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NEWS & EVENTS:


Some US-China Economic and Trade Facts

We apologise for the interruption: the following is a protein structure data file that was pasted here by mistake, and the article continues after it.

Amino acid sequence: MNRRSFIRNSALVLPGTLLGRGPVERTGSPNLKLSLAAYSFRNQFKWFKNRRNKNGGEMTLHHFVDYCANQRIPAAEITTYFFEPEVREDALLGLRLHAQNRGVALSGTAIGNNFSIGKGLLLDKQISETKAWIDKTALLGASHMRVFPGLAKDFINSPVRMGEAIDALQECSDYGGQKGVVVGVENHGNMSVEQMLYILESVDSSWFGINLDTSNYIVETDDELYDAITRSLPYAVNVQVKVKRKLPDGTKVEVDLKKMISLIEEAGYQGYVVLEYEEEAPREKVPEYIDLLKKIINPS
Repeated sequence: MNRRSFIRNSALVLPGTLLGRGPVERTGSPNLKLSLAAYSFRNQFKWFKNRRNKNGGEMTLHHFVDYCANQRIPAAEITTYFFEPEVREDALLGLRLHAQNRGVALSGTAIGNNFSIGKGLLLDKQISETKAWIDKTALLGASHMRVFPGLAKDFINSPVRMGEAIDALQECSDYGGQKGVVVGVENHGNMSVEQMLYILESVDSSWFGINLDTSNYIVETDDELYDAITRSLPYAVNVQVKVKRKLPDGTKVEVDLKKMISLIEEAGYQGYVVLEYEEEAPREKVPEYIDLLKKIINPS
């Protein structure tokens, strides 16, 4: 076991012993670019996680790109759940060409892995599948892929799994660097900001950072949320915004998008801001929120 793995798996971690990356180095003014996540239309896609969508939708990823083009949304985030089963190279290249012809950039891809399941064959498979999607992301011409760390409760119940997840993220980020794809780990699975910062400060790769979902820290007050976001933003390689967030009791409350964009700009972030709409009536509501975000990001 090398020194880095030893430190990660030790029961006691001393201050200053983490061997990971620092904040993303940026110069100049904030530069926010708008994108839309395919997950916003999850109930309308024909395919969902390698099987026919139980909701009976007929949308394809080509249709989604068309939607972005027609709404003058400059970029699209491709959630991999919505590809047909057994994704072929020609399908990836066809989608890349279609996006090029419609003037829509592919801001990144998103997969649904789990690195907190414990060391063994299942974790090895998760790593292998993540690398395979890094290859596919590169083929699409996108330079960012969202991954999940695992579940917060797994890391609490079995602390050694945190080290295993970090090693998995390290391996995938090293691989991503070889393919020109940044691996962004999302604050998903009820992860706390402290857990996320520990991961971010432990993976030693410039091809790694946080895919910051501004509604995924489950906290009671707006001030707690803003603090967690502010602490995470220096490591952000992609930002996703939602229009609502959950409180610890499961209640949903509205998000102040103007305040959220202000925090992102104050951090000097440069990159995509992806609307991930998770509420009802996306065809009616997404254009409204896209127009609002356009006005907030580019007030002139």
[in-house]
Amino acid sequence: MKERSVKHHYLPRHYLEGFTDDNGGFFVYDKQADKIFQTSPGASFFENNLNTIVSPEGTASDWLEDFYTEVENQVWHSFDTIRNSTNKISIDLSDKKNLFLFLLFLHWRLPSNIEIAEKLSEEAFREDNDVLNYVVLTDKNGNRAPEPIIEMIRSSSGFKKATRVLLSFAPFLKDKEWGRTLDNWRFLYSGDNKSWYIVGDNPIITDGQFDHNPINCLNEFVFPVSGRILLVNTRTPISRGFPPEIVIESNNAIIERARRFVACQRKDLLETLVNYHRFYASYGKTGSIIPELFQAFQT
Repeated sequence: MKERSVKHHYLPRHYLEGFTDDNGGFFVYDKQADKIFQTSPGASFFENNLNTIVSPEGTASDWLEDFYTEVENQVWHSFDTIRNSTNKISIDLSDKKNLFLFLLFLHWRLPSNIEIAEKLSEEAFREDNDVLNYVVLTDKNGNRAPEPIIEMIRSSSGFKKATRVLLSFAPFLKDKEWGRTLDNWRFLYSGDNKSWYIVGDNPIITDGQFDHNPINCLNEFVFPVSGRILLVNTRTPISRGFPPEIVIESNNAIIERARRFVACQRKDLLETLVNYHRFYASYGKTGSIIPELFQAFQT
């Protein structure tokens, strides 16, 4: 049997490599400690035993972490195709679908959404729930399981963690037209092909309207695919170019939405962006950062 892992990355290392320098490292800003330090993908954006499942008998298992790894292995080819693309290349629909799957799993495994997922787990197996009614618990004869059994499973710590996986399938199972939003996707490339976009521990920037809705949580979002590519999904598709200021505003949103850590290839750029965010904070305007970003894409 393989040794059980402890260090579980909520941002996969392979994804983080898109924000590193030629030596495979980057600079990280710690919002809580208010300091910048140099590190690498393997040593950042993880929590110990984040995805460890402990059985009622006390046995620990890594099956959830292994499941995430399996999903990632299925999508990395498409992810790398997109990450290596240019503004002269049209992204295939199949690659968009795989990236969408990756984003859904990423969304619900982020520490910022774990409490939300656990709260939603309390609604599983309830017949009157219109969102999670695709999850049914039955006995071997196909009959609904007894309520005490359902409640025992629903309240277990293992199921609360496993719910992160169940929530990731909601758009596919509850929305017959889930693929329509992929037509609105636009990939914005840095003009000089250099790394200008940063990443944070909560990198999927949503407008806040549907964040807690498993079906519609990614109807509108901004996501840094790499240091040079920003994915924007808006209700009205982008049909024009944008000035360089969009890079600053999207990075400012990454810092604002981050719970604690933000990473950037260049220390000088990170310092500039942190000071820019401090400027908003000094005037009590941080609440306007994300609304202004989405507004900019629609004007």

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 Key Points • The US remains well ahead of the People’s Republic of China across a range of important economic indicators, from domestic wealth to share of global foreign direct investment. Because China is rapidly aging, most of the gaps are unlikely to close, contrary to conventional wisdom. Policymakers should not worry that China can be the global economic leader. • Instead, the focus should be on harmful Chinese behavior. While intellectual property coercion deserves attention, subsidies are the worst economic action. In particular, state-owned enterprises are often granted monopoly power and always protected from competition, denying everyone else opportunities in China and around the world. • The first step the US should take is boring: documenting the problems. But this will justify the harsh retaliation necessary for any change in Beijing. Retaliation should include closing a few industries to China the way subsidies close many Chinese industries and treating large-scale beneficiaries of intellectual property coercion as criminal entities. The United States has created as much wealth as the second-, third-, and fourth-wealthiest countries in the world combined. It is a cliché to say that getting our own house in order should always be the top priority, but it is also right. The People’s Republic of China (PRC) is an economic predator, and stronger American responses, even closing certain sectors to China entirely, are overdue. These responses must be based on sound information, such as exactly how and where Chinese state ownership makes it impossible for Americans to compete. Not only is the US the world’s dominant economy, but it can be indefinitely. The US vs. the PRC How to fix our own house is complicated, controversial, and the topic for a book or two. Why to fix our own house can be shown partly by comparing America to China. The effects of the COVID-19 pandemic will be hard to evaluate for years, but the picture at the end of 2019 was clear. From 2000 through 2019, the PRC made enormous economic progress, but that progress slowed. Even using Chinese government data—known to be manipulated1 —growth in gross domestic product (GDP) was 8.5 percent in 2000, hit 14.2 percent in 2007, then fell steadily to 6.1 percent in 2019.2 AMERICAN ENTERPRISE INSTITUTE 2 Beijing admits further declines are coming.3 The PRC is indebted, is aging rapidly, and has natural resources strained by a huge population. The best case is Chinese growth slows to a pace the US has recently achieved, but in a society much poorer than ours.4 More likely, the coming demographic sledgehammer will combine with a debt anvil to push China down Japan’s path—trivial growth for at least a generation, at a lower income level.5 The US may resign from global economic leadership, but the PRC replacing us is nonsense. Numbers speak louder than words. Using sources relying on official PRC data, and therefore spun in China’s favor, America’s advantages are stark. (See Table 1.) In 2000, the American lead in national wealth was estimated at close to $38 trillion. In mid-2019, the same estimation put the gap at $42 trillion. The average American had almost $26,000 more than the average Chinese citizen in annual income in 2000 and almost $46,000 more in 2019. This stems from US workers being $94,000 more productive annually in 2000 and $98,000 more productive in 2019. China’s results as a proportion of America’s have risen or even soared, which is often misinterpreted. Ratios cannot buy things; prosperity for individuals is a function of how much money they have.20 The same is true for what national wealth can accomplish. The raw amount is what funds programs or purchases aircraft, say. Related, confidence in a country’s currency is primarily determined by the wealth behind it. After two decades of the PRC’s rise, the yuan is still short of 2 percent of global reserve holdings, while the dollar is steady above 50 percent. The world talks about how impressive China is, but it wants dollars. An obvious response is China will close these gaps. Probably not. In 2000, its debt burden was far lighter than ours. In 2019, it was comparable. In 2000, the PRC had a considerably younger population than the US did, but in 2019, median Table 1. US vs. China in the 21st Century US 2000 China 2000 US 2018 China 2018 US 2019 China 2019 GDP6 $10.25 trillion $1.29 trillion $20.58 trillion $13.90 trillion $21.43 trillion $14.34 trillion GDP, PPP—Adjusted7 $10.25 trillion $3.69 trillion $20.58 trillion $21.42 trillion Net Private Wealth8 $42.3 trillion $4.7 trillion $102.1 trillion (midyear) $61.9 trillion (midyear) $106.0 trillion (midyear) $63.8 trillion (midyear) Disposable Income per Capita $26,6219 $76010 $48,222 $4,258 $50,310 $4,462 Labor Productivity11 $100,620 $6,131 $126,424 $28,309 $128,768 $30,143 Median Age12 35.2 30.0 38.2 37.7 38.2 38.1 Debt/GDP13 1.86 1.32 2.49 2.50 2.54 2.59 Share of Global Forex Reserves14 56% — 58% 1.8% 57% 1.8% Share of Global Outward FDI15 36.4% 0.4% 20.5% 6.3% 22.3% 6.1% Share of Global Trade16 (Goods and Services) 19.9% 3.3% 11.4% 10.6% 11.3% 10.7% Outside Citations Ratio (Inverses)17 29.9 0.03 2.01 0.50 1.82 0.55 Research and Development Spending (% GDP)18 2.1% ($215 billion) 0.9% ($12 billion) 2.8% ($576 billion) 2.1% ($292 billion) Carbon Emissions19 5.92 billion tons 3.71 billion tons 5.25 billion tons 11.18 billion tons Source: See endnotes. AMERICAN ENTERPRISE INSTITUTE 3 age was essentially the same. While debt accumulation is a choice, the One-Child Policy, lack of immigration, and other failings mean the PRC will unavoidably be much older than the US in 2040.21 In 2000, the research and development spending gap was $200 billion; in 2018, it was $280 billion (latest data that use comparable methods). Less important but the subject of much discussion: China’s global share of outward foreign direct investment (FDI) seems to have peaked in 2016 or 2017, well below America’s. China cannot buy the world, as some feared, because the trade surpluses Beijing used to finance an FDI explosion are gone.22 The other response is to stress GDP, where China does better. GDP is not “the economy”; it is an activity measure. When nearly all activity is productive, GDP is a valuable indicator of economic health. But when there are many filler transactions, it is not. China’s 2019 GDP per capita was more than double its own reports of disposable income.23 This is because Chinese GDP contains a great deal of government-driven activity that never benefits people. China’s GDP per capita is partly empty because its GDP is partly empty. The reason to respond forcefully is not that China will surpass us; it is that China is an economic predator. Chinese GDP adjusted for purchasing power parity (PPP)—in which China is supposedly leading the world—is worse. Adjusting for prices, as PPP does, is sensible, but the practice is horribly flawed. For PPP to hold, there must be arbitrage pressure causing global prices to converge.24 This requires liberalized markets, but the PRC’s capital market is deliberately closed. When tested, PPP does not hold for China.25 PPP should be used to compare consumer buying power in one small area to another, with markets open between the two. It should not be used to generate a single price level for the entire Chinese economy compared to the entire American economy, with that adjustment then applied to Chinese investment and government purchases, in which markets are not open and PPP does not work. PPP showing China matching the US is fraudulent. Predatory China The reason to respond forcefully is not that China will surpass us; it is that China is an economic predator. The PRC’s best performance since 2000 is in trade, and it is first in global goods trade. This is due partly to competitiveness but also partly to cheating, cheating the US has talked about for decades but (still) never seriously responded to. One reason for this is overemphasizing currency manipulation and, related, the bilateral trade deficit. Beijing manipulates the yuan, intervening to steady it against the dollar. For devaluation, Beijing would sell yuan to put more in circulation, buying up dollars and other foreign exchange. Yet China’s foreign-exchange reserves dropped from 2014 to 2017, before seeming to stabilize in the past three years.26 While the PRC’s official statistics are a mess, six years with no sign of rising reserves argues against the yuan being artificially cheap. The bilateral trade deficit puts more money in Beijing’s hands. It matters. But it rarely costs American jobs. From 2000 to 2019, PRC reserves rose $3 trillion. The cumulative American trade deficit with China over this period was $4.8 trillion; it was our money.27 In 2009 and the first half of 2020, the bilateral deficit fell, but jobs vanished because our economy shrank. In 2019, the bilateral deficit fell sharply, and jobs growth slowed. Most of the time, though, American demand for Chinese products rose because the economy grew and jobs were added. (See Figure 1.) From 2000 to 2019, the correlation between the bilateral deficit and US employment was positive. An important exception is manufacturing jobs in the early 2000s. The bilateral deficit is correlated with lost manufacturing jobs from 2000 through 2019, but the correlation greatly weakens when the first few years are excluded. That was when the US granted China permanent normal trading status, effectively accepting Beijing’s practices of mass subsidies and coercive acquisition of intellectual property (IP), including theft. It is those practices, not the deficit itself, that harm Americans. The practices stem from core principles of the PRC’s development model: state control of AMERICAN ENTERPRISE INSTITUTE 4 strategic sectors and technology upgrade by any means.28 State ownership is ensured by legal mandate and supported by financial subsidies. In many sectors—aviation, banking, coal, and so on— state-owned enterprises (SOEs) are guaranteed a regional monopoly or a predominant position.29 Elsewhere, they are “only” guaranteed never to fail due to commercial competition. The biggest financial subsidy is borrowing with no need to repay. China estimated SOE debt accumulation at $20.4 trillion at the end of 2018, rising almost 14 percent that year. The Organisation of Economic Co-operation and Development put SOE debt at $16.7 trillion in mid-2018.30 Chinese growth has slowed, yet SOEs borrow more on a net basis. Similar to a government, they are never accountable for their debt. The bulk of it should be considered outright grants, many trillions over time. While SOEs are barely involved in China’s top exports to the US, the inability to compete with SOEs blocks American exports. The PRC’s share of global imports trails its shares of global GDP and global exports. Further, the PRC’s imports from the US underperform their imports from other partners.31 Comparative advantage explains part of this. But part is explained by China wanting to produce what America produces, by making it illegal to outcompete First Automobile Works nationally or compete at all with Sinopec in south China. The protection and subsidization of SOEs are also advantages in third countries, with the Fortune 500 suggesting global scope. In the 2000 edition, there were nearly 200 American firms and fewer than 10 Chinese firms. The 2020 tally is almost even at 120 each. Chinese government media number private firms at 19 of these. A label of “non-state” or mixed ownership would raise that, but the 2020 group is at least 70 percent SOEs32 because they are guaranteed monopolies, cannot fail, or can borrow forever. It is $6.5 trillion of global revenue American companies cannot genuinely compete for. Given the national security implications of technology loss, coercive technology acquisition has received more attention than subsidies. Considering economics only, technology theft is not as important. Chinese subsidies apply everywhere, not just in IP-intensive industries, and in fact are Figure 1. Trade and Employment Source: US Department of Commerce, Bureau of Economic Analysis, “International Trade in Goods and Services,” July 2020, https://www.bea. gov/data/intl-trade-investment/international-trade-goods-and-services; and US Department of Labor, Bureau of Labor Statistics, “Current Employment Statistics—CES (National),” https://www.bls.gov/ces/data/. AMERICAN ENTERPRISE INSTITUTE 5 used to hike production and drive out competitors after China acquires their IP. The PRC obviously does not document forcible acquisition of foreign technology, but we can get a rough sense of how it affects the US. The most comprehensive assessment was by the Commission on the Theft of American Intellectual Property (IP Commission) in 2017, giving a range of $225–$600 billion in annual American losses from all foreign activity. China was clearly the biggest offender, but there was no single figure for China.33 This and the huge range show the difficulty of estimating IP losses. What should the US be willing to do? The first step is simple and yet still unsettled: Focus on the worst problems. Sales of US technology companies in the PRC provide another angle. In 2018, majority Americanowned affiliates in the computer and information industries had $100 billion in Chinese sales. Firms such as Qualcomm, Micron, and Texas Instruments receive more than two-fifths of their revenue from China,34 undermining claims they can resist technology transfer. Of course, IP is not limited to advanced technology. Total sales by American companies in the PRC were $390 billion in 2018, encouraging a blind eye to IP losses. Still, few US firms would do business with the PRC if it accounted for most of the $600 billion in annual losses. The annual China figure is more likely in the high tens of billions. However, in contrast to the trade deficit, it is pure loss. The trade deficit sees hundreds of billions in American money exchanged for products. Tens of billions in IP losses are revenue taken from American firms, much ending up at Chinese competitors. Finally, tariffs from the Trump administration do not help with IP, though that was the announced justification.35 The tariffs do not single out firms that benefit from IP coercion, leaving no reason for behavior to change. The administration calls tariffs an IP success because the phase 1 trade agreement addresses coercion.36 Previous administrations made such deals, of course. They never work, because acquiring foreign technology remains vital to Beijing’s development model and is worth far more than threats of future action the US has never been willing to take. Best Responses What should the US be willing to do? The first step is simple and yet still unsettled: Focus on the worst problems. The bilateral trade deficit and Beijing’s currency manipulation are not the worst problems. The US should not want balanced trade; we should want open trade. American exports are not permitted to compete with SOEs, regardless of the exchange rate. American comparative advantage is in agriculture and innovation. China buys our farm products but steals our innovation, ultimately turning what should be US exports into PRC exports. The second step is time-consuming, so no administration has ever done it properly. The pervasiveness of SOEs, the drop in competition when SOEs are present, and the absence of any trend to limit SOEs should be documented in detail. Subsidies’ extent and trends should be documented. The IP Commission’s loss estimates should be updated with specific breakdowns by country. The US Department of Justice (DOJ) has greatly expanded its China IP investigations,37 which will make estimating the cost of theft easier. All results should be compared to other major trade partners. This will show how extreme Chinese behavior is and demonstrate that the problem is not trade but trade with the PRC and any countries like it. The third step is enforcing our laws. The DOJ has dozens of Chinese economic espionage cases on file, with the pace accelerating recently.38 Some past cases have proved extremely destructive.39 Others could prove extremely destructive in the future.40 The US Department of Commerce’s Entity List—frequently used by the Trump administration—merely requires an extra license application to sell to borderline-criminal entities, which is ridiculous. Firms benefiting from theft on a large scale should be banned from all business with Americans and American companies. If criminal behavior continues, global financial sanctions should be imposed. AMERICAN ENTERPRISE INSTITUTE 6 Because the US has not comprehensively measured Chinese subsidies, including suppressing competition, we have not fully applied antidumping duties to China-made products. This is a superior alternative to across-theboard tariffs, which do not retaliate against specific Chinese actions and are therefore in some cases too low. For instance, antidumping duties can be many times higher than 25 percent.41 Other steps move beyond enforcing laws but fit decades of American policy principles. The World Trade Organization wrongly treats most subsidies as acceptable if they do not support exports. Subsidies that inhibit imports have similar effects. After documenting subsidies, the US can invoke the reciprocity principle to close some markets to China (and any others with similar practices). The US should not simply mirror the sectors China protects, and we should not join the subsidies race. Instead, we should punish and discourage subsidies. This will also be much cheaper. Coerced IP transfer in China is even harder to evaluate than IP theft, making the best retaliation hard to determine. But the US definitely should not be helping Chinese firms benefiting from anticompetitive practices or using coerced or stolen IP. This implies investment from America into China needs some sort of review or restriction. There is none right now, and the issue deserves more attention. At best, US portfolio investment in China set a record in June 2020 at $246 billion, from $104 billion at the end of 2016. At worst, most American investment in the Cayman Islands ends up in Chinese enterprises, and the true total could approach $800 billion.42 Our money should not boost bad economic actors (or support human rights violations or assist the People’s Liberation Army). A warning: The debate about friends’ and allies’ role in US policy is potentially harmful. It is certainly wrong to treat them as anything like China.43 But coordinating with friends and allies must be a complement to US action, not an alternative. Only an America unmistakably willing to act can convince others to take the risk of challenging China, and even that may not be enough.44 If coordination becomes the top priority, nothing may get done at all. In response to all this, Beijing will first bluster, then try to manipulate the US politically, and finally act. Sales by American companies in the PRC show there can be serious costs to confronting Chinese predation, frightening the business community. Other costs, however, are imaginary. Debt is our greatest long-term challenge, worsening by the day. The PRC stopped buying our debt on a net basis in 2014, however, and its role in financing US borrowing has been dropping for more than a decade.45 We did not need China for cheap goods in 2000, and we would not want to rely on it for anything important in a crisis in 2025, whether another pandemic or an attack on Taiwan. What happens in the US matters most, and we should not warp America in response to China. It is not a peer. The US should take the time and effort to demonstrate how much Chinese practices harm Americans and others, then muster the political will to retaliate effectively. Otherwise these concerns—state subsidies, IP theft, and noneconomic issues—will only worsen. Figure 2. Policy Summary Source: Author frustration. AMERICAN ENTERPRISE INSTITUTE 7 About the Author Derek Scissors is a resident scholar at the American Enterprise Institute, where he focuses on the Chinese and Indian economies and on US economic relations with Asia